The spokesman said pilots shut down the engine just out of Sydney and told air traffic staff of the situation. Fire crews were on standby when the jet landed.

"I can confirm that from reports from the captain ... that a thorough explanation was provided [to passengers] on what occurred and ... that was well received as it was coolly done and very professionally handled," he said. The spokesman said he could not comment on whether any of aircraft's staff were in tears.

Ms Tottle said it took pilots about 30 minutes to tell passengers of the situation. "About half an hour after the big bang the pilot said you may be aware of an earlier incident and that they had lost one engine but the plane can fly with just one engine," she said.

"We then circled the airport about three or four times ... and when we landed, which was [a] really heavy [landing], there were fire crews everywhere. But never were we told what was really going on."

The spokesman said the airline "has the most modern jet fleet in Australia and will thoroughly investigate" what caused the engine to malfunction. "It should take some time as to reasons why the engine malfunctioned ... but we are working with the manufacturers."

The aircraft did not carry out any further journeys yesterday, the spokesman said.


Tuesday, October 12, 2010

Jetstar employee charged over check-in assault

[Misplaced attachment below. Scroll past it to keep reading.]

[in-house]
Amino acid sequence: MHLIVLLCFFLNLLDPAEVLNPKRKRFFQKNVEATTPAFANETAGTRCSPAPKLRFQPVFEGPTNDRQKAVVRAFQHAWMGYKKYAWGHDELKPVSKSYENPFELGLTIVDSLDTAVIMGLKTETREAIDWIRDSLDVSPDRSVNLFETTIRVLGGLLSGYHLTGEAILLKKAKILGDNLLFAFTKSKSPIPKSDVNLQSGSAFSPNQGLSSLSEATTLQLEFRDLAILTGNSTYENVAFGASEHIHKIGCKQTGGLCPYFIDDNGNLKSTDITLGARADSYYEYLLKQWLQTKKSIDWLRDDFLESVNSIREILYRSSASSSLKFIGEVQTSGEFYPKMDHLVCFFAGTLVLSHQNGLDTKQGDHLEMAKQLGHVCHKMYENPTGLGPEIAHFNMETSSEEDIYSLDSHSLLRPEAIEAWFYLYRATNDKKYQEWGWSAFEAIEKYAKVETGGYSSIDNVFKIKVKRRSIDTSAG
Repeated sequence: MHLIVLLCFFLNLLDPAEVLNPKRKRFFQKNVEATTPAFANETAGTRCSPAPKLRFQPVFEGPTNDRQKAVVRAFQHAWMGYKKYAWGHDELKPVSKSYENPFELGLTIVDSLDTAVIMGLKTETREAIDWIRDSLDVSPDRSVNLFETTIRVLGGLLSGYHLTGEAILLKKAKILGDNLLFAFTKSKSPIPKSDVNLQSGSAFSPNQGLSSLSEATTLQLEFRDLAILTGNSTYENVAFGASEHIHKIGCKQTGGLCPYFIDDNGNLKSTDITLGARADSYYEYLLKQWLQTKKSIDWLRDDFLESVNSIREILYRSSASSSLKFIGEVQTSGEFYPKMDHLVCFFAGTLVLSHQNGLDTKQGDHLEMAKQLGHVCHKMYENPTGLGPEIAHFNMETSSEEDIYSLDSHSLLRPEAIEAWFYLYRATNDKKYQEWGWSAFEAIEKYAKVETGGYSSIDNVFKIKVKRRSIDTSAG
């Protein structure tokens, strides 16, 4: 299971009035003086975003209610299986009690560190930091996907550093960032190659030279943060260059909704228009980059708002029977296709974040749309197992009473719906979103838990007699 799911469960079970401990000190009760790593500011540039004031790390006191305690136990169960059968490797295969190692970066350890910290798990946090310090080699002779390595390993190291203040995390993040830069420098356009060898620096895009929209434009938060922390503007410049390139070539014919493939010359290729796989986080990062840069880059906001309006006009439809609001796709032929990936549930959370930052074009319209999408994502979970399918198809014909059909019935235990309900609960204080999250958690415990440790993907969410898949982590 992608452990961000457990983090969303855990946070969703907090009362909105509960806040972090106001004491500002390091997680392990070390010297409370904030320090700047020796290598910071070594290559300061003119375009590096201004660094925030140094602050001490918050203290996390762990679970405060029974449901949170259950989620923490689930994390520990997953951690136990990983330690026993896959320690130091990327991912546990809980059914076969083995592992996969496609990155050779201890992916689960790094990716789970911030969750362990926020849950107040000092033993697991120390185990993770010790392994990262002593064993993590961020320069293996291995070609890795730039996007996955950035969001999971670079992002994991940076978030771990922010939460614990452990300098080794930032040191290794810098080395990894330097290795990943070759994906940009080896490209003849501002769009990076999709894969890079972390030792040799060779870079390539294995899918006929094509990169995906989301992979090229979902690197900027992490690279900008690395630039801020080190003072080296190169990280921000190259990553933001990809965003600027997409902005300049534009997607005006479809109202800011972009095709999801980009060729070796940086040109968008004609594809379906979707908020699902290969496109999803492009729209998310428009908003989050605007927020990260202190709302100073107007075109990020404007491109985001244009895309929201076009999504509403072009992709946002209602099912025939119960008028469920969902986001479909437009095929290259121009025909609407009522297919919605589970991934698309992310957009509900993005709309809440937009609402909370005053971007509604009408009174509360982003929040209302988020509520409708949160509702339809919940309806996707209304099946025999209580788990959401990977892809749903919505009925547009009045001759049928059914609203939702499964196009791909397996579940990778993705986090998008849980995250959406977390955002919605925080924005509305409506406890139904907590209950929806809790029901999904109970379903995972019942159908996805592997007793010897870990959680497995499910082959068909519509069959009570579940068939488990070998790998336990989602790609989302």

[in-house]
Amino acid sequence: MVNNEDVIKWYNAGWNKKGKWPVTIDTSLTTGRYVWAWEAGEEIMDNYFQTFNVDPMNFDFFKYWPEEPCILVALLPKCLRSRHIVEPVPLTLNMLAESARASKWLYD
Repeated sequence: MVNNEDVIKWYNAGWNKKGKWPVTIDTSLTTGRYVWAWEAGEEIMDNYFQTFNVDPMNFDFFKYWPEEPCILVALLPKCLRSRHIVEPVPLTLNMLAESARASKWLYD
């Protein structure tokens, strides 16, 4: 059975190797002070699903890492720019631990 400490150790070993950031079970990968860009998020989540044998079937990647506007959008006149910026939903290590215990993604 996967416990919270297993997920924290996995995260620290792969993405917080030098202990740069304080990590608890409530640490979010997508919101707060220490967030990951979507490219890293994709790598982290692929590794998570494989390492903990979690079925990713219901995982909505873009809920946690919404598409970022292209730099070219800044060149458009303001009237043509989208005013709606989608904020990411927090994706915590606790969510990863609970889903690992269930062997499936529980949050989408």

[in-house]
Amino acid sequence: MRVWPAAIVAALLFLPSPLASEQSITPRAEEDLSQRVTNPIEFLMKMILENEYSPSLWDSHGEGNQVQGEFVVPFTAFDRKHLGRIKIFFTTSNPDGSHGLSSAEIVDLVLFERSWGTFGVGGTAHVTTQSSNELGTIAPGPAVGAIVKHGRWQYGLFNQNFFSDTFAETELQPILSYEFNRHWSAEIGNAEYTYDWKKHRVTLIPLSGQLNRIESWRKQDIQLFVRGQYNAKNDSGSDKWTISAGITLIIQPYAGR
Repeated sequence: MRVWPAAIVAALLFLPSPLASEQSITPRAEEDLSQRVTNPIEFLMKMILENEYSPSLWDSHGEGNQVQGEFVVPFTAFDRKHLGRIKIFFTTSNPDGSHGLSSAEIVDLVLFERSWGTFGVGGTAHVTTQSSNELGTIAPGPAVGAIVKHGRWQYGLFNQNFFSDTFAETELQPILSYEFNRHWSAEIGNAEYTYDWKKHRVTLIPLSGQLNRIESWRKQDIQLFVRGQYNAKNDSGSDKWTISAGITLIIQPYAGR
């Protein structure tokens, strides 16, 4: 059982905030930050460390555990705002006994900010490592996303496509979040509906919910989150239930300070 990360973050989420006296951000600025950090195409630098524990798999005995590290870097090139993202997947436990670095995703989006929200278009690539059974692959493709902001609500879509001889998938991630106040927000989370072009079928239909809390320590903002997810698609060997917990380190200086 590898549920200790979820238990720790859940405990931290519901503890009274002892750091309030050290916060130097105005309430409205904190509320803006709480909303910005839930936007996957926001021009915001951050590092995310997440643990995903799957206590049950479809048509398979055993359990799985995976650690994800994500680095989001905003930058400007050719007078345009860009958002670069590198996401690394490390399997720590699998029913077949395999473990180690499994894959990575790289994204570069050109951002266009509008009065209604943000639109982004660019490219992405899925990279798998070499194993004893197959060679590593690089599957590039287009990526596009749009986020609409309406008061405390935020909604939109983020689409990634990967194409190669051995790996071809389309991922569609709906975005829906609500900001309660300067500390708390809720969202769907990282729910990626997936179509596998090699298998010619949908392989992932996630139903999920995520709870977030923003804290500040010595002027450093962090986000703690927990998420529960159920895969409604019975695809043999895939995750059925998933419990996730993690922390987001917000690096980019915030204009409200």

The "f*ck you" airline again

Police have arrested and charged a Jetstar representative with assaulting New Zealand radio host Iain Stables. Shock jock Stables was left concussed following a scuffle with a check-in counter employee at Auckland Airport on Saturday, meaning he was unable to begin a new job at Radio Hauraki this week.

A spokeswoman for Counties Manukau police said a man, who represents Jetstar, had been arrested and would appear in the Manukau District Court on Friday.

Stables was set to begin a new job at Radio Hauraki yesterday, but instead spent the day nursing injuries. He said he arrived at the Jetstar counter three minutes after the airline's strict half-hour check-in time closed and was told by a male employee he could not fly. "I said: 'Mate, come on, don't you have any discretion here?' He said: 'If you want that, why don't you f... off to Air New Zealand?'"

Stables said he then told the man he was "a loser and you work for a loser airline".

He claimed that, as he turned away, the man punched him in the back of the head, before vaulting over the counter, punching him several more times, pushing him to the ground and kicking him in the back. The pair were separated by airport security.

Stables later travelled to Wellington, where he was treated for concussion, bruising and cuts. He intended to file a civil claim against Jetstar. "I know I can push things at times, but I don't expect someone to jump over a counter and attack me."

Stables said claims that he had thrown something at the employee were not true. Counties Manukau police did not return calls yesterday but Jetstar confirmed in a statement that police were investigating.

The counter staff member was not a direct employee of Jetstar but of Skycare, a contracted firm. Skycare had stood the man down and was conducting its own investigation, which Jetstar was supporting, the statement said.

Air New Zealand was quick to seize on the incident, placing internet adverts that urged customers to "get flights, not into fights".